Earlier today, Gilbert Gottfried’s family announced in a statement that the iconic comedian with a penchant for filthy jokes and a screeching voice had died “after a long illness” at the age of 67. Naturally, other famous people and members of the comedy community have been paying their respects to Gottfried, reminiscing about their favorite comedy bits and noting—as Kathy Griffin did—that he would’ve been the first to make a dark joke about his death.
On Twitter, she retweeted a post that Gottfried had made after Bob Saget and Louis Anderson died featuring a photo of him with the two of them, saying that Gottfried “would be the first one to make a joke about this picture today” and that he “would not hold back.” (Not hard to believe for anyone who has heard him do “The Aristocrats.”)
Jason Alexander, who weirdly broke the news for a lot of people despite admitting that he did not know Gottfried “well,” said on Twitter that he had made him laugh “at times when laughter did not com easily,” adding, “I loved what he shared with me.”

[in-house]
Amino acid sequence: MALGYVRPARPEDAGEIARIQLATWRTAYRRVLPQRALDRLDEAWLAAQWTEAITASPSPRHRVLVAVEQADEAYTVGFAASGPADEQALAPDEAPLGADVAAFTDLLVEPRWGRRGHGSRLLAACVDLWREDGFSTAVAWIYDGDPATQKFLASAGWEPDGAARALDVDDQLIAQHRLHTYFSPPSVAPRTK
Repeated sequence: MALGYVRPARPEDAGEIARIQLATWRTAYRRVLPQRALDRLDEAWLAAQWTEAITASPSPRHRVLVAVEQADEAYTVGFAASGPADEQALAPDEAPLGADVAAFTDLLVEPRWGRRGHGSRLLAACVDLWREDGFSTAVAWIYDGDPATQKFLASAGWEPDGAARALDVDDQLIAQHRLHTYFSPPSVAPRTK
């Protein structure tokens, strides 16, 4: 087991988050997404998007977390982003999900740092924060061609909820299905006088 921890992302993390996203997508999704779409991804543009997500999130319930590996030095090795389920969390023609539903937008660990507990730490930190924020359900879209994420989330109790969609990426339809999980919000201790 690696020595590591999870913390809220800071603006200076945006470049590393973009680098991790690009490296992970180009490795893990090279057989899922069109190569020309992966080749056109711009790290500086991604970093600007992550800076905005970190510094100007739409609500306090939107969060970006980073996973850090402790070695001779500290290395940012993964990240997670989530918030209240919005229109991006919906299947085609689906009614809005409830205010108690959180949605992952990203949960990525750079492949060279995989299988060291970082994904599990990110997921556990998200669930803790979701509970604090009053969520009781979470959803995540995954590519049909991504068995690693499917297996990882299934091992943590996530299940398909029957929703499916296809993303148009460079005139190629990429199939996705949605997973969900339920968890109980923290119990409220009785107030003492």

Conan O’Brien posted a memory of what sounds like a brilliant stand-up set:
Dane Cook made a point to send his love to Gottfried’s wife, Dara, adding that the comedian “was never not funny” and that he “was a lovely guy” who was “always friendly.” Jon Stewart posted that Gottfried’s comedy “could leave you gasping for breath,” saying he was “just indescribably unusually hilarious.”
A famous clip of Gottfried on Hollywood Squares has also been going around, proving that he could be brilliantly funny even when not describing the awful things that a family of performers did as part of their act:
Both Disney and Aflac, two organizations that appreciated the use of Gottfried’s singular voice (until one of them very much did not), have yet to acknowledge the comedian’s death.